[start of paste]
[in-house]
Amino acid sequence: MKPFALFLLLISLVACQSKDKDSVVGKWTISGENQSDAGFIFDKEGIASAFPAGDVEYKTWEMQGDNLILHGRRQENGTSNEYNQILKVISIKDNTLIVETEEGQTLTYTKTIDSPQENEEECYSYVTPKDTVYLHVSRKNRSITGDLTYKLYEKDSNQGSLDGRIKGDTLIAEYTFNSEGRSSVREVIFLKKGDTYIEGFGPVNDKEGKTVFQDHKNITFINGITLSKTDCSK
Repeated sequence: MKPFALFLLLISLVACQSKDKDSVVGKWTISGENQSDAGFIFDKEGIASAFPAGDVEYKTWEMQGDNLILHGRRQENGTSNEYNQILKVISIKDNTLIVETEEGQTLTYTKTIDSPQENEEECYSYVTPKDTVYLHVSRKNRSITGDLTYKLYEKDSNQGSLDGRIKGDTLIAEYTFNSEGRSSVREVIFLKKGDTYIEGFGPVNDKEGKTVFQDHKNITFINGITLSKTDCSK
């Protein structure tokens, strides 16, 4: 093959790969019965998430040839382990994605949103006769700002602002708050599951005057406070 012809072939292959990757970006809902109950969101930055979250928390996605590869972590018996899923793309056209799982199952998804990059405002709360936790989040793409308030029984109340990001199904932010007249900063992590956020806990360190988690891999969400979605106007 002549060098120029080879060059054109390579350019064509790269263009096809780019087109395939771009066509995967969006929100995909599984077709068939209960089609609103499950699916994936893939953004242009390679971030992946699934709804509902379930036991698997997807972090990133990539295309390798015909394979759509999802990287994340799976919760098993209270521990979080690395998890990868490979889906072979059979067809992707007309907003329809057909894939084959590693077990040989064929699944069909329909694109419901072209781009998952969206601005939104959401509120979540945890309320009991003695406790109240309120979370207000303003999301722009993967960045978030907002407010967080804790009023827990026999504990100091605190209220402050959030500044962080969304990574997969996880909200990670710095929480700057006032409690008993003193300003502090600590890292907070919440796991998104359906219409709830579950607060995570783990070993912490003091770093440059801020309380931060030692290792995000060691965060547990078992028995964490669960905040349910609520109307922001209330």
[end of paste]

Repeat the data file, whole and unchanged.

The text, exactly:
[in-house]
Amino acid sequence: MKPFALFLLLISLVACQSKDKDSVVGKWTISGENQSDAGFIFDKEGIASAFPAGDVEYKTWEMQGDNLILHGRRQENGTSNEYNQILKVISIKDNTLIVETEEGQTLTYTKTIDSPQENEEECYSYVTPKDTVYLHVSRKNRSITGDLTYKLYEKDSNQGSLDGRIKGDTLIAEYTFNSEGRSSVREVIFLKKGDTYIEGFGPVNDKEGKTVFQDHKNITFINGITLSKTDCSK
Repeated sequence: MKPFALFLLLISLVACQSKDKDSVVGKWTISGENQSDAGFIFDKEGIASAFPAGDVEYKTWEMQGDNLILHGRRQENGTSNEYNQILKVISIKDNTLIVETEEGQTLTYTKTIDSPQENEEECYSYVTPKDTVYLHVSRKNRSITGDLTYKLYEKDSNQGSLDGRIKGDTLIAEYTFNSEGRSSVREVIFLKKGDTYIEGFGPVNDKEGKTVFQDHKNITFINGITLSKTDCSK
């Protein structure tokens, strides 16, 4: 093959790969019965998430040839382990994605949103006769700002602002708050599951005057406070 012809072939292959990757970006809902109950969101930055979250928390996605590869972590018996899923793309056209799982199952998804990059405002709360936790989040793409308030029984109340990001199904932010007249900063992590956020806990360190988690891999969400979605106007 002549060098120029080879060059054109390579350019064509790269263009096809780019087109395939771009066509995967969006929100995909599984077709068939209960089609609103499950699916994936893939953004242009390679971030992946699934709804509902379930036991698997997807972090990133990539295309390798015909394979759509999802990287994340799976919760098993209270521990979080690395998890990868490979889906072979059979067809992707007309907003329809057909894939084959590693077990040989064929699944069909329909694109419901072209781009998952969206601005939104959401509120979540945890309320009991003695406790109240309120979370207000303003999301722009993967960045978030907002407010967080804790009023827990026999504990100091605190209220402050959030500044962080969304990574997969996880909200990670710095929480700057006032409690008993003193300003502090600590890292907070919440796991998104359906219409709830579950607060995570783990070993912490003091770093440059801020309380931060030692290792995000060691965060547990078992028995964490669960905040349910609520109307922001209330």